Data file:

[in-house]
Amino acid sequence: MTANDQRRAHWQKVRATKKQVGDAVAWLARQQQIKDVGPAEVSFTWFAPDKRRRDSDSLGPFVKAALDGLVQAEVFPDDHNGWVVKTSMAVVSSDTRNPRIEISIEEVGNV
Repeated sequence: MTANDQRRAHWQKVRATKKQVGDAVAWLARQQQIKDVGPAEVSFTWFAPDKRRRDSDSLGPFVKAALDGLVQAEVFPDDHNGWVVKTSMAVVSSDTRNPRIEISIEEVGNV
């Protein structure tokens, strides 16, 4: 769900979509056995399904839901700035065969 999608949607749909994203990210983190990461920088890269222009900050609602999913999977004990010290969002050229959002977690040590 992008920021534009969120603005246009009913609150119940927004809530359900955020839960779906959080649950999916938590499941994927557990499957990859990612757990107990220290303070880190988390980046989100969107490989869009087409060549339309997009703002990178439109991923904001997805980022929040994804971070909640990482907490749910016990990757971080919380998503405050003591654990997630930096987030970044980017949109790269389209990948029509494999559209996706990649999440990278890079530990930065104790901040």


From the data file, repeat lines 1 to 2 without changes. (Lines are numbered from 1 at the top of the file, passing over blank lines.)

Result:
[in-house]
Amino acid sequence: MTANDQRRAHWQKVRATKKQVGDAVAWLARQQQIKDVGPAEVSFTWFAPDKRRRDSDSLGPFVKAALDGLVQAEVFPDDHNGWVVKTSMAVVSSDTRNPRIEISIEEVGNV